Let's hear the good news first, shall we? The performances were very strong. Marlis Petersen is the Lulu of the moment, and it's not hard to see why: she sings it gloriously and really goes out there with her performance. Mezzo Susan Graham sang the role of the Countess Geschwitz for the first time, she was lovely. Tenor Daniel Brenna made his Met debut as Alwa, he has a nice strong voice and is cute in a plump way. Johan Reuter played Alwa's father, Dr. Schoen, he was fantastic, what a voice.
The conductor was Lothar Koenigs, a late-in-the-day replacement for James Levine. Levine decided he wasn't up for conducting both this and *Tannhaueser*, and he chose *Tannhaueser*. Jimmy, time to RETIRE! Or at least cut back. The orchestra generally sounded great, the strings in particular supplying the plush sound needed in the moments of lyricism. But many solo lines from the winds sounded badly coordinated. One solo line from the trumpet was particularly wonky: it sounded like he was playing in the middle of a cornfield.
So here's the thrust of the problem with the production: an opera production should clarify and enhance the drama, it should not distract or obscure it. Much of what Kentridge did got in the way, and really, the first job of the director is to not get in the way. Things started very promising, with a moment of racy wit in the prologue: the projection showed a sloppyish drawing of Lulu. Then it was animated so it appeared that the paper on which it was drawn flapped open and fluttered to reveal a naked Lulu. And the singer, downstage, raised his hand and tickled her cooter as it wiggled back and forth. Titters all around. There was not one more witty moment like that in the show. Hours of projections and none of it pertinent or illuminating. He should have confined the projections to the interludes between scenes, or important moments within scenes.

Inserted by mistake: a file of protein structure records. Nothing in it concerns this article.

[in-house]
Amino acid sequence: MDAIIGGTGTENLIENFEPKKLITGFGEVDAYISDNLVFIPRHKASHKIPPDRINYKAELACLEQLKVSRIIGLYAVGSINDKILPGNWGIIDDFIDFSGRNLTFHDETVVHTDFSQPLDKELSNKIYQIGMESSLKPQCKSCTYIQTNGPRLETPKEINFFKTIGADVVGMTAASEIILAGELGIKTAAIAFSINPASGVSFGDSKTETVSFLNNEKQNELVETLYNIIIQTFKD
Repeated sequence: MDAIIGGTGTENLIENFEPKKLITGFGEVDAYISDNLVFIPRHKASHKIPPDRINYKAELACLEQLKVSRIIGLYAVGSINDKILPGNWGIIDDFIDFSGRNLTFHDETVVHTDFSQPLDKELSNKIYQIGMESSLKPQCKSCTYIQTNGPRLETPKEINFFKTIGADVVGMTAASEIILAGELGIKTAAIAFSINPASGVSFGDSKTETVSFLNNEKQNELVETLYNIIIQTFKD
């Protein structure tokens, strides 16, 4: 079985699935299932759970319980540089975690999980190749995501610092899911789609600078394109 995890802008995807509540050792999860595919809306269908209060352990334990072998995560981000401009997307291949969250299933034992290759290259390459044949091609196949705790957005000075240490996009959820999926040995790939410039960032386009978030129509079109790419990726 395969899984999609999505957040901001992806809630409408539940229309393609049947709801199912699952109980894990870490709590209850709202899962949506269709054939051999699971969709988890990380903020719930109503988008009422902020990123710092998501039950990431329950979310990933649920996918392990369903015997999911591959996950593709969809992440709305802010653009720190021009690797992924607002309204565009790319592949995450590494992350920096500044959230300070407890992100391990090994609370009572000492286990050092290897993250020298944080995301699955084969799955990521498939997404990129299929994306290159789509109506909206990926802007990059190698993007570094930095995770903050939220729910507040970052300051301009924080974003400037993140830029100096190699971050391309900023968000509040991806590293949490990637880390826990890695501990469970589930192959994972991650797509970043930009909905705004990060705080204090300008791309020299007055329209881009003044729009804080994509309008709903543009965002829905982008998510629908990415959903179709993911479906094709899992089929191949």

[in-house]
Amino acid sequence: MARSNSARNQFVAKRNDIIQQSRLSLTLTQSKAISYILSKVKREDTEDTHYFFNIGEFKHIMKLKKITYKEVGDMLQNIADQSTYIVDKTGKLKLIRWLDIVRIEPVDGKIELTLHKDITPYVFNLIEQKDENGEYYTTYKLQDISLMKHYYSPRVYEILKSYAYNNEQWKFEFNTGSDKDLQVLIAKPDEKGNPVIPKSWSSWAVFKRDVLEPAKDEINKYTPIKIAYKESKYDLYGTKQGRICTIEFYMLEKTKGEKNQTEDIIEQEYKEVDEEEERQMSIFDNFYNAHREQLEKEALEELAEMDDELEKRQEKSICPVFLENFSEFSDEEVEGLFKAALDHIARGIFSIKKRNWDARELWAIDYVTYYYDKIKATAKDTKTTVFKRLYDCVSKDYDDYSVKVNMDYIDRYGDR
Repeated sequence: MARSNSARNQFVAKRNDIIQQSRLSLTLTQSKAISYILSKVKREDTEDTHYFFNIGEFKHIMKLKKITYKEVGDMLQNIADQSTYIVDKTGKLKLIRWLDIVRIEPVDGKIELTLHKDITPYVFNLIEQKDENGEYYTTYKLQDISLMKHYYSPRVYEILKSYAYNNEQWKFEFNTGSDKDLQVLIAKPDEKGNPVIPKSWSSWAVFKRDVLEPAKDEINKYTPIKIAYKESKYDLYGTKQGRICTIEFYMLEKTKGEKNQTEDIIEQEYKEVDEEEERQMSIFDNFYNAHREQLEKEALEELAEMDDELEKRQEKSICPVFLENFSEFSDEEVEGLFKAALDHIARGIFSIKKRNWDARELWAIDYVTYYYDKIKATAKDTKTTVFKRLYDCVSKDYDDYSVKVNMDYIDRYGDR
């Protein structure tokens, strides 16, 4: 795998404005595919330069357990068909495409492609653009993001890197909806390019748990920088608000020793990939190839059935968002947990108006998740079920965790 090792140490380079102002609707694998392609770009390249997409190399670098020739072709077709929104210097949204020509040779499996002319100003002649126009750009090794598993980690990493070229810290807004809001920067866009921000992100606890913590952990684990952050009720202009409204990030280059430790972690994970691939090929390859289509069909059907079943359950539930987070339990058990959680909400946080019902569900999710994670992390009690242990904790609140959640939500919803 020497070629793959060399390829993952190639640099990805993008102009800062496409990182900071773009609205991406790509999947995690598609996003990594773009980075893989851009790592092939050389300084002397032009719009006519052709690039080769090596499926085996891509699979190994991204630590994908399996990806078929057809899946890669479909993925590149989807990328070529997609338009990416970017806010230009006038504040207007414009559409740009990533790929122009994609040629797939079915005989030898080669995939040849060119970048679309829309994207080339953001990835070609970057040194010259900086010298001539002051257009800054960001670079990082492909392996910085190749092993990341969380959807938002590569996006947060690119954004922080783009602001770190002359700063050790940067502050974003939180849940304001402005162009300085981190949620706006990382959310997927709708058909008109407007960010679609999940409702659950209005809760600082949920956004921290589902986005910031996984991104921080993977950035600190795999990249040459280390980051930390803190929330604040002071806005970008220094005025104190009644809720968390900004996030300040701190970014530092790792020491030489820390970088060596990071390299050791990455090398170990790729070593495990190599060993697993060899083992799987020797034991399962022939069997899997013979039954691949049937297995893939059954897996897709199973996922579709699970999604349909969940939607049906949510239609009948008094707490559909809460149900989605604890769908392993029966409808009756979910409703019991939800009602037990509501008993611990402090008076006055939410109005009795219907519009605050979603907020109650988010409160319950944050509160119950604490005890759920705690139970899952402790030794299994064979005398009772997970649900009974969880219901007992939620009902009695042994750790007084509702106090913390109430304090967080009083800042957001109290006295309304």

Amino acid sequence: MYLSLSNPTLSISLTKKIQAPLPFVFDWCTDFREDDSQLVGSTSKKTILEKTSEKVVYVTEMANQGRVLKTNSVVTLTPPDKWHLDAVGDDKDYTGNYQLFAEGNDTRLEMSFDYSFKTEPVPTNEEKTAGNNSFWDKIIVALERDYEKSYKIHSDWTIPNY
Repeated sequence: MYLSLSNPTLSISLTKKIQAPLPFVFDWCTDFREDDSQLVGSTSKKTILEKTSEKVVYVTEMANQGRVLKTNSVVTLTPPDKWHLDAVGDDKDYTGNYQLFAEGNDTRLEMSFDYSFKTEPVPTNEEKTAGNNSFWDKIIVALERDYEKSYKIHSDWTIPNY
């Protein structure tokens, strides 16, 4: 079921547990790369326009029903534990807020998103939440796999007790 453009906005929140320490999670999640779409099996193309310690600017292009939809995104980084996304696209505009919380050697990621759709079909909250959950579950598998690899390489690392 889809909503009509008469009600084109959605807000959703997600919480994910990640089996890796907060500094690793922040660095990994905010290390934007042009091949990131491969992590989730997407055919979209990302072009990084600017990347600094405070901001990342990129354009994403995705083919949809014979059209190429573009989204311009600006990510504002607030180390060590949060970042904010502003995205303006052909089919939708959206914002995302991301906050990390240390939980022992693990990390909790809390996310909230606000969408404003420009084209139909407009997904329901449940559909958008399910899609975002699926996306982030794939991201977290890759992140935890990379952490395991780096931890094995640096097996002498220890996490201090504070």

It's not fair to compare a production to a previous production, but everything we see is informed by what we've seen before, so too damn bad. The first production I saw was at Glyndebourne in 1996 was the greatest: directed by Graham Vick, it was imaginative and revelatory. I saw the Met's previous production was by John Dexter, from 1977 (and 1980 for the full three-act version). It was staged like a Belle Epoque Feydeau farce, it heightened the naughtiness and buoyancy and cleared a place for the crushing drama of the last act. I think Kentridge has a few things to learn before he directs another show.